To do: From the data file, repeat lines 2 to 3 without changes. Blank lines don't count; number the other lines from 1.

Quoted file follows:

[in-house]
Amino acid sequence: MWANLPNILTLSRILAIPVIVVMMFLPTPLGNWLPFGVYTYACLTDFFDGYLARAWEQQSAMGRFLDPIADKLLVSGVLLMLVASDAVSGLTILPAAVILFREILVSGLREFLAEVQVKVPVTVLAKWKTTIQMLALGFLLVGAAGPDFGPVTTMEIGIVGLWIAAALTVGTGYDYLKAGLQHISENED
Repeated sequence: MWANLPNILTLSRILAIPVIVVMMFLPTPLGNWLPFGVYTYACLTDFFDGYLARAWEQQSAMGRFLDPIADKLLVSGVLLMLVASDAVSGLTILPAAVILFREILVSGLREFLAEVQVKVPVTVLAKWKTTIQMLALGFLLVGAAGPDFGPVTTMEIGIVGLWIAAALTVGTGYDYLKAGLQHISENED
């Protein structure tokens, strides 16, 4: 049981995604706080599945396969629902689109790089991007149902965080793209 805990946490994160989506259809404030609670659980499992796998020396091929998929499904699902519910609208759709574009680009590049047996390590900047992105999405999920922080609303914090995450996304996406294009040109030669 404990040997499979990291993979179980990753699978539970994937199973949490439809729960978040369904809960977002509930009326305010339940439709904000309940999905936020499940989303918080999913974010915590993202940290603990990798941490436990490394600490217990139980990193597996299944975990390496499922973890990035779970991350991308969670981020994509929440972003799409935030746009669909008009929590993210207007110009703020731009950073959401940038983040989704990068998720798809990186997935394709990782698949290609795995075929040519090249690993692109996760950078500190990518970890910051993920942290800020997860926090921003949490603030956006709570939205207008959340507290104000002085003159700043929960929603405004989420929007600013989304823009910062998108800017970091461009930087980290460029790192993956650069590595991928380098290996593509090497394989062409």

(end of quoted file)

Amino acid sequence: MWANLPNILTLSRILAIPVIVVMMFLPTPLGNWLPFGVYTYACLTDFFDGYLARAWEQQSAMGRFLDPIADKLLVSGVLLMLVASDAVSGLTILPAAVILFREILVSGLREFLAEVQVKVPVTVLAKWKTTIQMLALGFLLVGAAGPDFGPVTTMEIGIVGLWIAAALTVGTGYDYLKAGLQHISENED
Repeated sequence: MWANLPNILTLSRILAIPVIVVMMFLPTPLGNWLPFGVYTYACLTDFFDGYLARAWEQQSAMGRFLDPIADKLLVSGVLLMLVASDAVSGLTILPAAVILFREILVSGLREFLAEVQVKVPVTVLAKWKTTIQMLALGFLLVGAAGPDFGPVTTMEIGIVGLWIAAALTVGTGYDYLKAGLQHISENED